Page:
And how does the Hermit feel? There's a line in, of all things, Story Of O (awful book, never finished it) about it; "Those who love God and who God abandons in the darkness of the night, are guity, they are sinners because they are abandoned." It's always God, to the Hermit, whatever that word might describe... Amano draws it perfectly; the dark lines that let the Hermit see into the world of the loved and the belonging, but not to pass through to it.

There's another part of the Hermit in that not-belonging line; the pilgrim. The urge to be apart from things by placing yourself in a position where it's all you are. Is a prophet accepted in his own town? I don't know, but they certainly don't stick around them. I know my own wanderlust comes from the Hermit, though not for poncy religious reasons; just because I like to see the places that I am not. I remember sitting on a riverbank in France a couple of months ago, dipping a hand into the clear, fast, freezing-cold water, and wondering about people who hadn't been here, people who didn't know that rivers ran any shade but brown. If someone didn't at least want to know how different the world was from what they were used to seeing it as, what were they to me? How could I look them in the eye, past the black lines and into their world of home and belonging?

It's my birth card.

I'm thinking of those harsh and barren valley-cups in the top of the line of mountains that runs between France and Italy. They sing with the voice of nowhere at all. I remember first hearing The Future Ain't What It Used To Be. We are as the lonely stars; we feel each others' light. That is all.


I tread upon your sands
press them down with every step
leave footprints on your belly
as I walk the line through you.

I feel your landmarks in my body
find your scales in my hands
reach deep into my spine
and find the steel of you.

Your eyes are always open.
Though mine are often blind.

(And I don't know where to start, because I love this card beyond all reason. She's the rightful one. Like St Pancras, she speaks truth to power. I wrote too much about what that means to me in 2005, so what I add now is just scrubbing at the edges, really).

Some nights, you just know. This night, I pulled six cards I'd done before, when I've never before had more than two, and I kept saying come on, come on. I knew it was going to be Justice because oh god do I ever love Metal Gear right now.

What Jack said to Jonathan: The meaning of justice can change from one day to the next. Certainly I keep finding new layers to it; Justice can be upright or spiteful, merciful or vindictive, inside or outside, Eighth or Eleventh. But some things never change. Justice is always the most demanding card in the deck. She keeps a permanent home inside your spine, is made of steel, does not bend or break, and if you can touch the back of your neck and draw her out of her sheath, you will be amazed at what she can do for you. (to be more accurate; what you can do for her). If you ever want to do the right thing whatever the cost, she's there. Use her (be her), and you may find you come out of it better than you ever expected.

Unlike most non-tarot depictions of Justice, she tends not to wear a blindfold; tarot instead reserves that mark for the Lady. Justice can always see you.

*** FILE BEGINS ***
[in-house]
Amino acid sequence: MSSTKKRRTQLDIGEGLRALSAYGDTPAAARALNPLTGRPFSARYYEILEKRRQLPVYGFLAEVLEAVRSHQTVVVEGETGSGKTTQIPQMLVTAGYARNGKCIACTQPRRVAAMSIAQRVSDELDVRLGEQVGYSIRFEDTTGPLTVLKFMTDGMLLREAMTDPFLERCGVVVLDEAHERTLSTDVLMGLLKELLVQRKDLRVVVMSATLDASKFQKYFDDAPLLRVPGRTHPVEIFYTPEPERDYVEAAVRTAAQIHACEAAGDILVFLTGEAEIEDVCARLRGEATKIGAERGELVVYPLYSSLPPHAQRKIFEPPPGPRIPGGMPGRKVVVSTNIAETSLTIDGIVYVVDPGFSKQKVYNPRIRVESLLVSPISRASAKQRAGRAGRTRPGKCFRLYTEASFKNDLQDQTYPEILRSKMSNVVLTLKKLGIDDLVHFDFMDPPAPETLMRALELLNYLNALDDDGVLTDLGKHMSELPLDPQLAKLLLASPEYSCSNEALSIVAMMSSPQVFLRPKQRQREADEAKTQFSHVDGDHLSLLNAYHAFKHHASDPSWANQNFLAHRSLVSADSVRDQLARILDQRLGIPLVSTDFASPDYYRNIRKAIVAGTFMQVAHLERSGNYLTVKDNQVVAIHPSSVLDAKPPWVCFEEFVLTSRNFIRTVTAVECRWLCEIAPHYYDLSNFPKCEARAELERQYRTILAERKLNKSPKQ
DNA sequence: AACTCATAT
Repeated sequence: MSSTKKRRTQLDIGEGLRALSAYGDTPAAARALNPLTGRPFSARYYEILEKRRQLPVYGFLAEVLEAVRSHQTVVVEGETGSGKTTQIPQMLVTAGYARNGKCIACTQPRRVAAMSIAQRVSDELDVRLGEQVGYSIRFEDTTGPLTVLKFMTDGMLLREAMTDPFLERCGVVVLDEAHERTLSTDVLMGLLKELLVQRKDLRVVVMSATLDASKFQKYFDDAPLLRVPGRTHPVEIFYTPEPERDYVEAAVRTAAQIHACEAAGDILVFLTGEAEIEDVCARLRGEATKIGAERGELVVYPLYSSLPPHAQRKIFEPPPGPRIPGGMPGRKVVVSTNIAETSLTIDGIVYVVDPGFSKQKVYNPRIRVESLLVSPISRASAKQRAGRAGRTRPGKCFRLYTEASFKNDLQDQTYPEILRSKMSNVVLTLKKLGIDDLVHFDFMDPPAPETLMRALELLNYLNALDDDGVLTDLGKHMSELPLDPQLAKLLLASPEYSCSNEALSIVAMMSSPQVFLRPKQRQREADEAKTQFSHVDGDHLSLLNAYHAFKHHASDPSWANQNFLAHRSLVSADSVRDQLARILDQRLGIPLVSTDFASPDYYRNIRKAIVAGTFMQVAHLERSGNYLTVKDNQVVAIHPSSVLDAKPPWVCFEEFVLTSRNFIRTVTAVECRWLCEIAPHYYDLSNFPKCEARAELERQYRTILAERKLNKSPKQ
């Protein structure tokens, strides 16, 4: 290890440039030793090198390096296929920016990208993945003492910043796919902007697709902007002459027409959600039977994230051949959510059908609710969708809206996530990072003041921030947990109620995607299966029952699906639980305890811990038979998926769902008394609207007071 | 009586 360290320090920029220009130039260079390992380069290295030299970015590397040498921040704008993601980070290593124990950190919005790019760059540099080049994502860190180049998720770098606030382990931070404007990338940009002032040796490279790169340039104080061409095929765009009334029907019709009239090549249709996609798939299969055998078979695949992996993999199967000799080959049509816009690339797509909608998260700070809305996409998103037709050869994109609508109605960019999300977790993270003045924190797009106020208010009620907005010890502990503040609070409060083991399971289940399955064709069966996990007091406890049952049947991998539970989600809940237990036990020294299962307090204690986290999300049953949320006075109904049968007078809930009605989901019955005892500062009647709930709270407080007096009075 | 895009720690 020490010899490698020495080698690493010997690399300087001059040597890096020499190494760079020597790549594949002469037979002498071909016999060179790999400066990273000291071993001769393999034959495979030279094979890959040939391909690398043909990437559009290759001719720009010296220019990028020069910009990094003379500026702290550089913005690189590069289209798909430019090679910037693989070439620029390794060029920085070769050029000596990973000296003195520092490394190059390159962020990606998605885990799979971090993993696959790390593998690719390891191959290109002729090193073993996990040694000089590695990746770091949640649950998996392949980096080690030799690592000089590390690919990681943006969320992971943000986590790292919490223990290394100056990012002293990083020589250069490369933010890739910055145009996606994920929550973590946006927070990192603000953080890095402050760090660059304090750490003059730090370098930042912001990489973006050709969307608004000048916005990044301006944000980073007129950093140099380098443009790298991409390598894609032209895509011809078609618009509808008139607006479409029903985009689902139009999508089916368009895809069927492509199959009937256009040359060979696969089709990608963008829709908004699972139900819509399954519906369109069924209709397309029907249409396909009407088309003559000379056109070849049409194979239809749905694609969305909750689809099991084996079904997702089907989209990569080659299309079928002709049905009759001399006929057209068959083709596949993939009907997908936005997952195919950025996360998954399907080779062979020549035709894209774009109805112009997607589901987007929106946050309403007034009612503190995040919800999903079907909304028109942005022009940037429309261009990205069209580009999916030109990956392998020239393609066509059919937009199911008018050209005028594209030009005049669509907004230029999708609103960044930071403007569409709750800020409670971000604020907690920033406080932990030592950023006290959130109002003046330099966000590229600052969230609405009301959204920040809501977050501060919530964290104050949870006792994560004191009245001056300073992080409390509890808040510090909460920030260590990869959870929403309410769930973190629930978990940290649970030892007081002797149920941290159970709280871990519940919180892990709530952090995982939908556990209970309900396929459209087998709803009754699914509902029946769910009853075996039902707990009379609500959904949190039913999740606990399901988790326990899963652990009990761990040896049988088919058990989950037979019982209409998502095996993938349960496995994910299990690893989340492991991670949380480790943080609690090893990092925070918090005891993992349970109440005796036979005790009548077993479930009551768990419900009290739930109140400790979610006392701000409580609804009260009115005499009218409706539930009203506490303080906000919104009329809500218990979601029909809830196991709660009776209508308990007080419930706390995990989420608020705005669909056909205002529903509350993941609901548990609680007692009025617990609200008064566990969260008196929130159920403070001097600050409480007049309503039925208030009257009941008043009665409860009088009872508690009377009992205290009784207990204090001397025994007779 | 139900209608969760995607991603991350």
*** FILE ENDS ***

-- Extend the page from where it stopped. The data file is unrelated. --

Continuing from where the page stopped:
Cards weren't originally numbered; the Visconti-Sforza and other really old decks arrange themselves in your hands as they like. Most early numbered decks have Justice down at VIII; Arthur Waite decided, due to qabalism, that Justice was really XI - and because many decks follow on from the RWS, today it's usually XI. It's VIII in the Intuitive deck. So, yep, the card of truth and the right way of doing stuff can't even be pinned to a true, right place in the deck.

I don't know what it says, that Justice and Strength are the two cards that can trade places. Justice might be related to the High Priestess, or might be related to the Star: I can see both if I squint, but I feel the Priestess link more keenly; both relate to balance, and to the human intellect. And I think both relate to Nemesis: Justice in the sense that did you ever have it coming, and come for you she will.

[I often write these posts in silence; today I was looping Dar, and what came up as I was hitting 'publish'? Oh yes. That odd little song about small-time radio stations. That one.

There's so much to see through
Like our parents do more drugs than we do

Corporate parents, corporate towns
I know every TV set that has them lit
They preach that I should save the world
They pray that I won't do a better job of it

So tonight I turned your station on
Just so I'd be understood
Instead another voice said I was just too late
And just no good.

Oh Nemesis. You were out there and you found me; I am out here listening all the time.]

Images of Justice:

Erm, I have rather a lot of these. Not that I'm obsessed with this card or anything. Here's Scapini's Justice, who has all the usual bits: throne, sword, scales, chick in red dress. The Intuitive Justice looks like a desert with those emblems buried in its shifting sands.

I really like this one, which is from the Vortex Tarot. This from the One World is kinda odd, but I think it - eye, ouroboros - has something in common with the Intuitive card (and the Mythic one, which I don't have a scan of - Athene seated at the centre of a chessboard floor - Athene who also governs the entire suit of Swords): all put Justice and her eyes inside a physical world. You're stuck in the middle with her.